A case for a public inquiry

Print edition : May 06, 2005

S.A.R. Geelani (centre) outside the Special Court in Patiala on December 18, 2002 after the court sentenced him to death along with Afzal (left), Shaukat Guru (right) and Afshan Guru (not in the picture). - SUBRAMANIUM

December 13: Terror over Democracy, by Nirmalangshu Mukherji, with a "Foreword Essay"by Noam Chomsky, Promilla & Co. in association with Bibliophile South Asia, 2005

A RECENT book has raised many unasked and unanswered questions about the attack on India's Parliament House over three years ago.

At about 11.30 a.m. on 13 December, 2001, a white ambassador car car with a VIP red light and a `Home Ministry' sticker entered the premises of Parliament. While parking in a slot reserved for the Vice President's car and attempting to reverse, it hit the main car in the Vice President's cavalcade. In the commotion that ensued, five armed men got out of the car, started shooting indiscriminately and attempted to run towards the Parliament building. In the exchange of fire that ensued, which lasted about half an hour, five terrorists and 14 others including security forces and a were killed. Twith more injured. Within a day, a conspiracy was unearthed. Afzal, a surrendered militant, Shaukat Guru, his cousin who was a fruit vendor, and Geelani, a lecturer of Arabic in a Delhi college, were accused of conspiracy, and of assisting the five armed men who had stormed the premises of Parliament. Afsan Guru, Shaukat's wife, was charged with having knowledge of the conspiracy, since the conspirators had met at her house. Mobile phone numbers recovered from the bodies of the slain men were cited as the source that led the investigators to the conspirators. Afzal's alleged confession to a police officer especially, as also Shaukat's, were said to have implicated all the accused. The Special Court Judge Shri S.N. Dhingra convicted them all, and sentenced the three men to death and life imprisonment on various counts, including conspiracy to wage war, while Afsan Guru was gives 5 years' rigorous imprisonment and fine for "concealment of existence of design to wage war against India." On appeal, the Delhi High Court found no case made out against Geelani or against Afsan Guru and acquitted them. The state, Afzal and Shaukat have appealed against the High Court decision before the Supreme Court.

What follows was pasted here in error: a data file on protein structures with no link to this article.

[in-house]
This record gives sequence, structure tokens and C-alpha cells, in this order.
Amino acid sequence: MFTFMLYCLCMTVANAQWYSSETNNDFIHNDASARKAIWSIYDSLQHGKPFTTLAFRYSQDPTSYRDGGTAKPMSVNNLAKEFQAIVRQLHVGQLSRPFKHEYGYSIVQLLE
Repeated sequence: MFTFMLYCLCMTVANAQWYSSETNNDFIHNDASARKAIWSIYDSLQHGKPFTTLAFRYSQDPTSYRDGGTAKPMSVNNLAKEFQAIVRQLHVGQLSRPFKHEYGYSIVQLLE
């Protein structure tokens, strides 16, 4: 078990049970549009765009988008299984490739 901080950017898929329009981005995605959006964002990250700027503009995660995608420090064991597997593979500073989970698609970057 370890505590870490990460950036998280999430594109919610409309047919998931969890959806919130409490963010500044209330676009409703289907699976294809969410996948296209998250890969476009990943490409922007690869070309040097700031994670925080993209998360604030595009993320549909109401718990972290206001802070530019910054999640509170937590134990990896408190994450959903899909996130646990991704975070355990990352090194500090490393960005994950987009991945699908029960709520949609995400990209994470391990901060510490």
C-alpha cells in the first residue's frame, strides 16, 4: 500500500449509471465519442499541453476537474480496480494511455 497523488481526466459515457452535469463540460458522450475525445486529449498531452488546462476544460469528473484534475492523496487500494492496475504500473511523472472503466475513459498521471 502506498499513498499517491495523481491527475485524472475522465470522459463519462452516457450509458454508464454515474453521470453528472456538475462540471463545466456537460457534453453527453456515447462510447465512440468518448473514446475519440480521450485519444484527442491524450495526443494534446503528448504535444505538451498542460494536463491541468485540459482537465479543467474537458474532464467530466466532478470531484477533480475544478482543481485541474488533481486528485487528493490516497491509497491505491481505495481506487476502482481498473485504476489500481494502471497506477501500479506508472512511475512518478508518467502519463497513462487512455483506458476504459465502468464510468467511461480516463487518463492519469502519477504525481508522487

The courts had before them a series of allegations, a range of accused, and certain skeins of evidence, and the task before the courts was to pronounce on the probable guilt or possible innocence of the accused. A court, will not, and is not expected to, concern itself with aspects that are not directly relevant to the case of the accused before it. So, many questions will inevitably, and predictably, remain uninvestigated in the court's docket. The five dead men will not speak in court; for criminal cases are closed when the accused person dies. Did they belong to the Jaish-e-Mohammad and the Lashkar-e-Toiba as was quickly claimed? Were they Pakistanis? The Judge in the Designated Court averred that they were indeed Pakistanis, since no Indian had claimed them. But it holds true too that no one from Pakistan claimed them either. Union Mr. Advani, as Home Minister, had tendered as evidence in Parliament that "the dead men looked like Pakistanis" (cited at page 43). But, like Nandita Haksar and Kumar Sanjay Singh asked in an article in Seminar, how does a Pakistani look? "Does Mr. Advani look like a Pakistani? Musharraf like an Indian? We need Toba Tek Singh to decide." So, we don't really know if it is yet a premise, not a fact.

Was it an act of war? Or was it a terrorist act? Or perhaps a protest employing extremist methods? We do not know. But, on the presumption that it was an act of war, the troops were massed along the border, Indian and Pakistani soldiers stood eyeball-to-eyeball for nearly a year, with losses of life and livelihood mounting up through that time. Also, because "the clouds of war with our neighbour loomed large for a long period of time" and "the nation suffered not only an economic strain but even the trauma of an inhuman war", the High Court even enhanced the sentence of life imprisonment to death for the offence of waging war, conspiratorially.